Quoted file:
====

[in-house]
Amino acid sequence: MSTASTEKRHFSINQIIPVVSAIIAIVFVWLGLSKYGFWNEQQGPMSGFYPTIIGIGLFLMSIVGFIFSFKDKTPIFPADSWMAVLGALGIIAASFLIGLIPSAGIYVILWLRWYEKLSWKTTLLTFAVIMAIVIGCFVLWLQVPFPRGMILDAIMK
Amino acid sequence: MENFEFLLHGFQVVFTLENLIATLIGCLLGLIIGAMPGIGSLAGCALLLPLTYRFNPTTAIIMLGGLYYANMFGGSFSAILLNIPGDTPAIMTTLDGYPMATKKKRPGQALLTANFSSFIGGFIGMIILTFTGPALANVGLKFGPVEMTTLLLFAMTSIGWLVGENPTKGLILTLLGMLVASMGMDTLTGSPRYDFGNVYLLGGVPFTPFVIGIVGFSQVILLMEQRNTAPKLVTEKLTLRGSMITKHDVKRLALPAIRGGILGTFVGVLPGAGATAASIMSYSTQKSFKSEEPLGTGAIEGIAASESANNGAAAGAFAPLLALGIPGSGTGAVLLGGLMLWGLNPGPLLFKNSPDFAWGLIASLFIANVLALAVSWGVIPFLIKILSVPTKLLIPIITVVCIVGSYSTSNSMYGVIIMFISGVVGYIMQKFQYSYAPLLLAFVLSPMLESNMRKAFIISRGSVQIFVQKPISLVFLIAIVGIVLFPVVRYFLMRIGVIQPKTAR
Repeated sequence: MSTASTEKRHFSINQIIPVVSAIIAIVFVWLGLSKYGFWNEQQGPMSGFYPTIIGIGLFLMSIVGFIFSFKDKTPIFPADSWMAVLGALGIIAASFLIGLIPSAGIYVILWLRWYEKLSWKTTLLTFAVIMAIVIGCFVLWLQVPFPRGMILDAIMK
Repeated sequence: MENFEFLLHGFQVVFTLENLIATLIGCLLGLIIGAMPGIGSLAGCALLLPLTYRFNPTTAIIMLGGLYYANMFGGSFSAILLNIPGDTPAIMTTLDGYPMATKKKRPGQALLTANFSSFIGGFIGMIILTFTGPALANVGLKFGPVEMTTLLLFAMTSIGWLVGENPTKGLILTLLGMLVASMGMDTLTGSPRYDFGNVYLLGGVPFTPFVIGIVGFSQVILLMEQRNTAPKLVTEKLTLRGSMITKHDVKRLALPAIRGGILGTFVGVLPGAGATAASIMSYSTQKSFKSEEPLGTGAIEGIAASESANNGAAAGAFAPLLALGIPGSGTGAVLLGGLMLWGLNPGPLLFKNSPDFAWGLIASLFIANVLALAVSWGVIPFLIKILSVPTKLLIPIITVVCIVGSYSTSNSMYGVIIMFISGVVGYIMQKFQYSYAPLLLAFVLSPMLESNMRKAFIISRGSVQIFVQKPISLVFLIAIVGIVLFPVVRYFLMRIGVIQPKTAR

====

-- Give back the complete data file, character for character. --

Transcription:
[in-house]
Amino acid sequence: MSTASTEKRHFSINQIIPVVSAIIAIVFVWLGLSKYGFWNEQQGPMSGFYPTIIGIGLFLMSIVGFIFSFKDKTPIFPADSWMAVLGALGIIAASFLIGLIPSAGIYVILWLRWYEKLSWKTTLLTFAVIMAIVIGCFVLWLQVPFPRGMILDAIMK
Amino acid sequence: MENFEFLLHGFQVVFTLENLIATLIGCLLGLIIGAMPGIGSLAGCALLLPLTYRFNPTTAIIMLGGLYYANMFGGSFSAILLNIPGDTPAIMTTLDGYPMATKKKRPGQALLTANFSSFIGGFIGMIILTFTGPALANVGLKFGPVEMTTLLLFAMTSIGWLVGENPTKGLILTLLGMLVASMGMDTLTGSPRYDFGNVYLLGGVPFTPFVIGIVGFSQVILLMEQRNTAPKLVTEKLTLRGSMITKHDVKRLALPAIRGGILGTFVGVLPGAGATAASIMSYSTQKSFKSEEPLGTGAIEGIAASESANNGAAAGAFAPLLALGIPGSGTGAVLLGGLMLWGLNPGPLLFKNSPDFAWGLIASLFIANVLALAVSWGVIPFLIKILSVPTKLLIPIITVVCIVGSYSTSNSMYGVIIMFISGVVGYIMQKFQYSYAPLLLAFVLSPMLESNMRKAFIISRGSVQIFVQKPISLVFLIAIVGIVLFPVVRYFLMRIGVIQPKTAR
Repeated sequence: MSTASTEKRHFSINQIIPVVSAIIAIVFVWLGLSKYGFWNEQQGPMSGFYPTIIGIGLFLMSIVGFIFSFKDKTPIFPADSWMAVLGALGIIAASFLIGLIPSAGIYVILWLRWYEKLSWKTTLLTFAVIMAIVIGCFVLWLQVPFPRGMILDAIMK
Repeated sequence: MENFEFLLHGFQVVFTLENLIATLIGCLLGLIIGAMPGIGSLAGCALLLPLTYRFNPTTAIIMLGGLYYANMFGGSFSAILLNIPGDTPAIMTTLDGYPMATKKKRPGQALLTANFSSFIGGFIGMIILTFTGPALANVGLKFGPVEMTTLLLFAMTSIGWLVGENPTKGLILTLLGMLVASMGMDTLTGSPRYDFGNVYLLGGVPFTPFVIGIVGFSQVILLMEQRNTAPKLVTEKLTLRGSMITKHDVKRLALPAIRGGILGTFVGVLPGAGATAASIMSYSTQKSFKSEEPLGTGAIEGIAASESANNGAAAGAFAPLLALGIPGSGTGAVLLGGLMLWGLNPGPLLFKNSPDFAWGLIASLFIANVLALAVSWGVIPFLIKILSVPTKLLIPIITVVCIVGSYSTSNSMYGVIIMFISGVVGYIMQKFQYSYAPLLLAFVLSPMLESNMRKAFIISRGSVQIFVQKPISLVFLIAIVGIVLFPVVRYFLMRIGVIQPKTAR